If you thought there were a lot of lessons in the third iteration of the franchise, Top Spin 4 seems to be taking that to a whole new level. The Top Spin Academy is designed to teach you not only the nuances of Top Spin, but of tennis as well. With Baseline Offence, Baseline Defence and Serve & Volley lessons – both beginner and advanced – you too can learn the valuable lessons of positioning, how to tire your opponent out, timing, how to play to your strengths and how to end a rally quickly. Questions that in Top Spin 3 you were left to figure out yourself. Things like stamina, shot types and such all play in to a much more tactical game of tennis, although, that’s nothing really new from a Top Spin perspective, but everything seems slightly more refined than what we were previously used to.
Top Spin 4, like every other Top Spin know to man, will still offer the chance to create your own pro and take to the courts with him or her. Instead of the RPG-esque one-by-one attribute growth system from previous games, players will now only have to choose one of three areas – serve & volley; offensive baseline; and defensive baseline – for their players to improve. This is where the whole strengths and weaknesses aspect comes from, as Dupas by his own admission says, “It’s impossible to build a perfect character.”
Coaches play a large part in the sequel as well and their strengths can dictate your strengths. Under each coach’s page you’ll find goals and specific objectives to perform, which in turn will offer you rewards that can either improve your attributes or offer you perk-style skills – for instance, “Serve Stick Beserker” will give you increased precision with your powerful advanced serve. If you want to change your play style, then it’s as easy as changing coaches, although changing them will essentially have a positive and negative effect on your character.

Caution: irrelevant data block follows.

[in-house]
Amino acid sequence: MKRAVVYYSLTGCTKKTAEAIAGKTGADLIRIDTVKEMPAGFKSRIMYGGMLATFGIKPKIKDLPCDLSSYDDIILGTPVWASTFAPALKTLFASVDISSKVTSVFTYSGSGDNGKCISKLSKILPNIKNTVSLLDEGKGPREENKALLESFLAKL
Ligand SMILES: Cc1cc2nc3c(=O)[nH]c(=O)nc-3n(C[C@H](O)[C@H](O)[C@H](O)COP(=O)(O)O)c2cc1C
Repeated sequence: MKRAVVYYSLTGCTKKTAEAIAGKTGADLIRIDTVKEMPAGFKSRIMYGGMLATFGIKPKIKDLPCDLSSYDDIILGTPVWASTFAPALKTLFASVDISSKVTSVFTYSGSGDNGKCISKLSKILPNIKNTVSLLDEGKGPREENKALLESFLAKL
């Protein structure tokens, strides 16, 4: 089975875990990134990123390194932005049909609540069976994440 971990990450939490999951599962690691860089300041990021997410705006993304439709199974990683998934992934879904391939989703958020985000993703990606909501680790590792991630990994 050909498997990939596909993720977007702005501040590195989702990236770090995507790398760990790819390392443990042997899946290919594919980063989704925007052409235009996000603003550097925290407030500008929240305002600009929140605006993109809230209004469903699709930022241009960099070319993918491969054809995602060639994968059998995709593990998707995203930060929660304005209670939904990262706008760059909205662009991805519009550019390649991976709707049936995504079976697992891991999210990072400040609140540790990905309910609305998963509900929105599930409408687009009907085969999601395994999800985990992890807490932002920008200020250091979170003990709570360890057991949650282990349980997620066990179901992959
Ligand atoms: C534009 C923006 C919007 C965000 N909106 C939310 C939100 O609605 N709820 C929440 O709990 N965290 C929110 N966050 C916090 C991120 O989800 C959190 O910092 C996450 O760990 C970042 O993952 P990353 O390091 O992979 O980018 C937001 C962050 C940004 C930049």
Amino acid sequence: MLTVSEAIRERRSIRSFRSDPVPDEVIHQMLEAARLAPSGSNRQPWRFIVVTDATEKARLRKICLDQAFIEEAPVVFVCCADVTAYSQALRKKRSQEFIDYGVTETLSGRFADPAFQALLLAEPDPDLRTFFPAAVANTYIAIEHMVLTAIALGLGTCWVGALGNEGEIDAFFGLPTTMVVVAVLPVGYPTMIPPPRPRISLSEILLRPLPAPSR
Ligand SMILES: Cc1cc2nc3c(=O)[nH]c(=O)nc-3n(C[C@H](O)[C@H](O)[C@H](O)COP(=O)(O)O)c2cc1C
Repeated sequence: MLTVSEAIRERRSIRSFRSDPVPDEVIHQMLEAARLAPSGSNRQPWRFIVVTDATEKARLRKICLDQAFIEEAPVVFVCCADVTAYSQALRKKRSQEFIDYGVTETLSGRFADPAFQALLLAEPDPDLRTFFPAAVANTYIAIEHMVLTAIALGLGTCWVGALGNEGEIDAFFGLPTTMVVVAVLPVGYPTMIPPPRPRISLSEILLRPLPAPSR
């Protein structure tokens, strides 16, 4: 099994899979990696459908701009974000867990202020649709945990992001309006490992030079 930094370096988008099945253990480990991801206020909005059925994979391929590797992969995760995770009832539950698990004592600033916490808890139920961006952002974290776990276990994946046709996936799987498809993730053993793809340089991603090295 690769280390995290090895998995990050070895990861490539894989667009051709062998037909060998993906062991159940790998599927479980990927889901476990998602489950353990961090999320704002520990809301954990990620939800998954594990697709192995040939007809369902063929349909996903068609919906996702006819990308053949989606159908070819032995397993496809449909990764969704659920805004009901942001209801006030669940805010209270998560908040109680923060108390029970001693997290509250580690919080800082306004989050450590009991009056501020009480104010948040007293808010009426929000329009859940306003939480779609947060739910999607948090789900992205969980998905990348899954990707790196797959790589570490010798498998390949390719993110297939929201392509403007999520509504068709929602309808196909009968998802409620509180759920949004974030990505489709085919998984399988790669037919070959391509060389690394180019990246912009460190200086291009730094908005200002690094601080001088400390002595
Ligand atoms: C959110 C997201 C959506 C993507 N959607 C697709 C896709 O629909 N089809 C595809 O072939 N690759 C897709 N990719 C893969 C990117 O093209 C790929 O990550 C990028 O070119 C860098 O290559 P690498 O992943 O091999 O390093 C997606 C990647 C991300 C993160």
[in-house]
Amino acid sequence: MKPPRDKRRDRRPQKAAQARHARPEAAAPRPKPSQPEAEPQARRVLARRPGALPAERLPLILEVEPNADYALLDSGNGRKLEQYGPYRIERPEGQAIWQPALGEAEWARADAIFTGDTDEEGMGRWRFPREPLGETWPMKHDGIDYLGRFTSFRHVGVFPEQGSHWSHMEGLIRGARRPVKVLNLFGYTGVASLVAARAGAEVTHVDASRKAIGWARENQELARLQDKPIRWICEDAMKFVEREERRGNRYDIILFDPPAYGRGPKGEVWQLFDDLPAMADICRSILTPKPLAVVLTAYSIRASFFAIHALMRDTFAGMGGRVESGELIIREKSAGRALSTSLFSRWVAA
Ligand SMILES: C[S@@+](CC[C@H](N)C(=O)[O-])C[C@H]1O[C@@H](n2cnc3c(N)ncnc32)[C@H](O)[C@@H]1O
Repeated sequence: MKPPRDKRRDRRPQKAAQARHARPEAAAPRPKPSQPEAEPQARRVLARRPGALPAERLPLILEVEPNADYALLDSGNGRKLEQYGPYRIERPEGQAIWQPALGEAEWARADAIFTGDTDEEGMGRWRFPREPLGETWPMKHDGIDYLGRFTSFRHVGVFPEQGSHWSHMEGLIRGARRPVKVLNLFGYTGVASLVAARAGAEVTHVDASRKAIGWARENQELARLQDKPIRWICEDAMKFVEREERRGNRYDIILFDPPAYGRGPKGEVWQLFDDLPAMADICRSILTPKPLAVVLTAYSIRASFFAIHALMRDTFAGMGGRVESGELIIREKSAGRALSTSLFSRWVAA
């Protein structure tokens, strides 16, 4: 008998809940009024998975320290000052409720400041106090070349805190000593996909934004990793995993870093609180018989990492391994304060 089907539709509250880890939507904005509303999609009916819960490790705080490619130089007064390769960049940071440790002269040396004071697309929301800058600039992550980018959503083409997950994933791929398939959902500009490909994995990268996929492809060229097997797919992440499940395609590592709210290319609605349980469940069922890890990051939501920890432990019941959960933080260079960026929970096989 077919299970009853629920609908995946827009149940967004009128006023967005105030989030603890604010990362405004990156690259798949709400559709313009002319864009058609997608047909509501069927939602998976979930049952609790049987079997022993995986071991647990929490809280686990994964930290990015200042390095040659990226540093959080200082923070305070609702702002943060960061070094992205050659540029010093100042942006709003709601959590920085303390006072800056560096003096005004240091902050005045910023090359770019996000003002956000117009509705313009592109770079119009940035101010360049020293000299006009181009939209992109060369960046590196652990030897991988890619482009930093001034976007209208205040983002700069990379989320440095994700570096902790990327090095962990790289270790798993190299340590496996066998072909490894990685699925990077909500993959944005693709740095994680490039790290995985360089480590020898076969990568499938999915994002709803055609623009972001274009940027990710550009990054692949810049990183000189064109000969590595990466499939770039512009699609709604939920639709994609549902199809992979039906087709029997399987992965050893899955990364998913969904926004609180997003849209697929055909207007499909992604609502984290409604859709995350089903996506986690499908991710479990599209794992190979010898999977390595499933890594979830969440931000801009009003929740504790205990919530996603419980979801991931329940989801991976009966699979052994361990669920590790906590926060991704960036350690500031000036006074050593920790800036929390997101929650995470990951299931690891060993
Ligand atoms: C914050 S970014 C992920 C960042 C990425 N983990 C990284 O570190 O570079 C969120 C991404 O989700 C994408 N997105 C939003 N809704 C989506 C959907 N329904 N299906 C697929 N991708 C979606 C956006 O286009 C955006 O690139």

Unfortunately, 2K Czech were unwilling to go into much more detail outside of that in terms of new features – I was simply shot down for answers when I asked about the improvements made to the career mode. I can inform you though, that disappointingly, Top Spin 4 won’t offer you that 2 vs. 2 doubles play this year – offering 4 players on 4 separate consoles to play doubles together. It’s 2-on-a-couch versus 2-on-a-couch again. The reason? They weren’t satisfied with the performance of it online which was severely affected by lag. However, in a day where you can play 11-on-11 FIFA online, is that really an acceptable excuse?
Despite 2K Czech’s best efforts to make the game more accessible and approachable, that steep learning curve still seems to exist, even with all the in-game helpers on. It may not be as daunting this time around and the indicators may go some way to breaking down that initial barrier, but Top Spin 4 seems to cater to those that will dedicate themselves to it, rather than those that will just play it on a whim. The “all-new” control scheme that the announcement press release spoke of seems to be nowhere in sight and refinement seems to be the name of the game. Top Spin 4 is shaping up to be a case of more of the same, and for simulation tennis fans looking for a long-term challenge, that’s most certainly a good thing.
Top Spin 4 is scheduled for a March 15th and March 18th release in North America and Europe respectively.